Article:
You work all your life in hope of a comfortable retirement. However, unless planned carefully, retirement can be all your nightmares coming true-your salary, the regular stream of income would dried up while expenses, such as health care and living, would have only shot up. Here are four simple keys to ensure your golden years are spent comfortably.
1. Know How Much to Save
More than 24% of the 2,578 respondents to an online survey conducted last year said they were saving less than 5% of their income for retirement. Another 25% are putting away 5-10% of their income for their sunset years. It is unlikely this will be enough to sustain their current lifestyles when they stop working.
A 2012 study by the US-based Putnam Research Institute says that the fund selection, asset allocation and portfolio rebalancing do not impact the final portfolio as much as the quantum of savings. You should ideally be saving to cover 80-90% of your current expenses if you want a comfortable life after retirement. Anything less than that will require lifestyle compromises. Don’t include EMIs, education and other children-related expenses in this calculation. This should just be the amount you and your spouse will need to sustain your desired lifestyle after you stop working. As mentioned earlier, the pattern of expenses will change-health care, insurance and transportation costs are likely to go up but entertainment and clothing may come down.
2. Start Early
Most of us do not think about retirement till our late thirties. The actually planning begins when we are nearing 50 and have just ten odd years to save. This delay takes away a vital ingredient out of any retirement plan-the magic of compounding. What one saves in the first few years of starting a career burgeons into a massive amount over the next 25-30 years even though the individual saves more in the later years as his income grows. Even if he enhances his savings by 10% every year, what he puts away in the first 10 years will account for almost 24% of the total retirement corpus.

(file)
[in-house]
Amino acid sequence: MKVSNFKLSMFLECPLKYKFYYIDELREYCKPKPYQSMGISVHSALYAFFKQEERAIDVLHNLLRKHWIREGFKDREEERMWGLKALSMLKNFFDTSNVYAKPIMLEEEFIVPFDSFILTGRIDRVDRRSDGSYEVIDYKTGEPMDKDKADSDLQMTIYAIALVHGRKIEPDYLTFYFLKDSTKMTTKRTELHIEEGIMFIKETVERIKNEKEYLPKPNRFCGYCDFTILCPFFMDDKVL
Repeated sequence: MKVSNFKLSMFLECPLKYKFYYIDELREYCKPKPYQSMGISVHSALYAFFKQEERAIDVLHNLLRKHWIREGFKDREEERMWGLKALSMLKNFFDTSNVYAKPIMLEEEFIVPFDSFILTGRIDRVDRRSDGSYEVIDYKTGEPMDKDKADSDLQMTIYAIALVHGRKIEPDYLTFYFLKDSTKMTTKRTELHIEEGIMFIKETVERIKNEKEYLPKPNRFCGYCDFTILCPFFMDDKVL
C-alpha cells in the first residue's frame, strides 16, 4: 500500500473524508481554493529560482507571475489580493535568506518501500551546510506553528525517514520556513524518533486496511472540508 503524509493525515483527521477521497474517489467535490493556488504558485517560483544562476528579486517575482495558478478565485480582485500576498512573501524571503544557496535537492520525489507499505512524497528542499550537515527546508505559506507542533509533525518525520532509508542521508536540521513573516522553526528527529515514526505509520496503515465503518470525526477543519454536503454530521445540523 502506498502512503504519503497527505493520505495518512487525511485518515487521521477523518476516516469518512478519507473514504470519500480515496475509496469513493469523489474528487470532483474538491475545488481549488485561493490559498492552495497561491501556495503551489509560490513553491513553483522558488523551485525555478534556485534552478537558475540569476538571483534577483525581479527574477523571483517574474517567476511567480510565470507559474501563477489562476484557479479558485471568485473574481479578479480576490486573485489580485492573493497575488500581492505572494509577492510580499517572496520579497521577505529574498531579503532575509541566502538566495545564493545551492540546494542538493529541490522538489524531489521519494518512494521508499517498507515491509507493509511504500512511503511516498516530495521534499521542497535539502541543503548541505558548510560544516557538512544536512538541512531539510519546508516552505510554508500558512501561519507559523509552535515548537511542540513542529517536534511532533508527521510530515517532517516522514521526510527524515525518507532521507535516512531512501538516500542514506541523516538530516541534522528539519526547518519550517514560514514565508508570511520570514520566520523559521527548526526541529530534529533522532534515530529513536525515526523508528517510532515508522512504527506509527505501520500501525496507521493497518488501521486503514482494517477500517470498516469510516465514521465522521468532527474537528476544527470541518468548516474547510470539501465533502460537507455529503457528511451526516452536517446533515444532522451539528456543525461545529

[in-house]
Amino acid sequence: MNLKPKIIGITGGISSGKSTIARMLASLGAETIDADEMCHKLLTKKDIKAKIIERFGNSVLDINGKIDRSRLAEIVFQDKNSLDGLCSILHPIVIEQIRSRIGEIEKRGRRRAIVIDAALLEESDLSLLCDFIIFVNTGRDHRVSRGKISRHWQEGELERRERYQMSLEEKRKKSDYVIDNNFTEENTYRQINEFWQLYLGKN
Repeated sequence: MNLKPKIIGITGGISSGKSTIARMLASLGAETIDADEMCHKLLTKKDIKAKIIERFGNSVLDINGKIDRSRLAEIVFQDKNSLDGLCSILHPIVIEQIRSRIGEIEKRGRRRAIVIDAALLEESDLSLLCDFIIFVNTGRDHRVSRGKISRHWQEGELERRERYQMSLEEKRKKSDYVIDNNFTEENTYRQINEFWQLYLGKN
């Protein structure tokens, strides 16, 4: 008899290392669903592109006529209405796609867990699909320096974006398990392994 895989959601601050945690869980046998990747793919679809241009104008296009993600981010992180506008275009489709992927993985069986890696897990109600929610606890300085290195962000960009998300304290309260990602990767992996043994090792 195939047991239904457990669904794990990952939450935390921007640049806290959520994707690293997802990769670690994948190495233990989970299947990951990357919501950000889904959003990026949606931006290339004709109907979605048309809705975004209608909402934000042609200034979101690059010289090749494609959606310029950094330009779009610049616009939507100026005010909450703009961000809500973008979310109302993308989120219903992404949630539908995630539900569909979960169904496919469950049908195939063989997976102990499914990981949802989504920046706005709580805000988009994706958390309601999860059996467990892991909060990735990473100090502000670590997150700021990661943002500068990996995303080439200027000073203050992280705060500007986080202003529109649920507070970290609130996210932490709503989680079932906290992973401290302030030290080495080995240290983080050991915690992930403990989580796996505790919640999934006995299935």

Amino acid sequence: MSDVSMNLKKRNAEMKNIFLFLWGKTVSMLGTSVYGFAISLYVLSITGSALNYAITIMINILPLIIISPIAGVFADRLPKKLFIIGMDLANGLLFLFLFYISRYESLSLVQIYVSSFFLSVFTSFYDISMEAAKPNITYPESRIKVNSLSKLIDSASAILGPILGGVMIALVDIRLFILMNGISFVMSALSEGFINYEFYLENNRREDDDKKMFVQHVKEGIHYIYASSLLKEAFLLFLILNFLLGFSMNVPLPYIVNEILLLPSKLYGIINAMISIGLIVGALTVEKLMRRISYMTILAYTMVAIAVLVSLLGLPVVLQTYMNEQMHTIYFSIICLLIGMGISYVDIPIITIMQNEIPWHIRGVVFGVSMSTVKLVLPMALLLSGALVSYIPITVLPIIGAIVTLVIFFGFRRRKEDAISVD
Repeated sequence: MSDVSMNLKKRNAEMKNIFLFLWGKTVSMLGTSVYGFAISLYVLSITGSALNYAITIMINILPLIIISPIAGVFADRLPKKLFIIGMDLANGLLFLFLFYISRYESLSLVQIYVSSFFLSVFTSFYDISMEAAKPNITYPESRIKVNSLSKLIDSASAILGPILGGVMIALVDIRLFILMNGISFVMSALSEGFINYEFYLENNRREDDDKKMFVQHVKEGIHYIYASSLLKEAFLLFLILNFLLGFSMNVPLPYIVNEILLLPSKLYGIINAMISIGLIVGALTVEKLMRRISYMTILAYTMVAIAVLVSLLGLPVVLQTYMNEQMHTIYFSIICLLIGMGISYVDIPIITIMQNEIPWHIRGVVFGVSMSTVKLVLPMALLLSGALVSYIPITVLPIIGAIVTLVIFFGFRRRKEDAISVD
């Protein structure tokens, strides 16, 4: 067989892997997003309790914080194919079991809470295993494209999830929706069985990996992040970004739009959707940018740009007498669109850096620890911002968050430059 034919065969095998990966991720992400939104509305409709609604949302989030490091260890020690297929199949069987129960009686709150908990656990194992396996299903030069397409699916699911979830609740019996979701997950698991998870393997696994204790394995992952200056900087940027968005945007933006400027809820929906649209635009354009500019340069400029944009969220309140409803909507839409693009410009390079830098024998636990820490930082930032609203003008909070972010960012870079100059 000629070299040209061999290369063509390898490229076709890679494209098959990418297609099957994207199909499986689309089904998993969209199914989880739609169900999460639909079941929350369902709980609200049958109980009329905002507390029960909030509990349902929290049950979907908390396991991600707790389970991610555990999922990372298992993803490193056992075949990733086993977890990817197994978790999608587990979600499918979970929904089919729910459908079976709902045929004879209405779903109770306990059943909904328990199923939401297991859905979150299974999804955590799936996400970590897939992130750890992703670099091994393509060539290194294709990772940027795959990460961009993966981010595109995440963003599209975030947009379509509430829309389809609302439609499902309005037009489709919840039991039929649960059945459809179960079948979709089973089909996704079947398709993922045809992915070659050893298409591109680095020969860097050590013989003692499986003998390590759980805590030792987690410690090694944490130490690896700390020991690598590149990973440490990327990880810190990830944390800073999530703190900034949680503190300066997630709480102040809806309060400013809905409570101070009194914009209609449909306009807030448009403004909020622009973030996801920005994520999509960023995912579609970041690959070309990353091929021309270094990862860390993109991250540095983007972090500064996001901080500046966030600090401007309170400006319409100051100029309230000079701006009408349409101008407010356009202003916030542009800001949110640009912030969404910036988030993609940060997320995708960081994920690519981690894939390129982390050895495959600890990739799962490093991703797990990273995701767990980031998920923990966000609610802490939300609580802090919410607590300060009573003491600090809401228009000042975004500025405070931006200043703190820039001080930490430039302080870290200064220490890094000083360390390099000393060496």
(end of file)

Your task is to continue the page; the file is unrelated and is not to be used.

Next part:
If you don’t start at the age of 25-30, you lose out on the wonder years of growth. Don’t save for the first five years and your corpus will be 18% slimmer. Even a 3-year delay can make the corpus 7% smaller.
Just starting early won’t be enough. You have to be a disciplined saver as well. Committing yourself to a long-term insurance plan can automatically instill such discipline.
3. Beat Both-Inflation and Volatility
These two words become a double-edged sword that ruthlessly attacks your retirement corpus. Inflation is a silent killer. Even a moderate rate of 6% can be debilitating in the long term. So you need some equity on your side to beat this evil. Health care, which accounts for barely 1-2% of your total expenses at the age of 25-30, will become one of your biggest expenses after retirement. Healthcare inflation is rising 2-3 times faster than the wholesale price inflation.
Bringing the equity angle in might help in handling price rise but brings in an even more worrisome aspect to tackle-volatility. As product prices and healthcare costs shoot up, investors saving for retirement are faced with the prospects of choppy returns. Very few investment options now give assured returns and even government-managed small savings schemes, such as the PPF and NSCs, have become market-linked. It’s hardly surprising then that 33% of the respondents to the online survey said that their biggest worry regarding retirement was the uncertainty of returns. So you might not even get back the money you are stashing away for your sunset years unless there is some guarantee on the capital invested like the ones offered by some unit-linked pension plan, or ULPP. Some insurers promise up to 195% of all premiums paid. So, an insurance plan also helps plugging in tax leaks in your retirement corpus.
4. Plan an Income for Life
Retirement planning doesn’t stop at accumulating the corpus. You need to ensure that it lasts as well. You or your spouse may live to be 90 or 95 years old. Believe it or not, the life expectancy will only rise as you grow older. But do you have enough money to live this long in retirement? One common denominator for all your retirement financial plans must offer income for life. After working hard for the majority of your life, facing financial insufficiency due to poor financial planning offers a depressing thought. A no-brainer option is buying annuities, an insurance product that pays out regular income for investors who want to receive a steady income stream in retirement.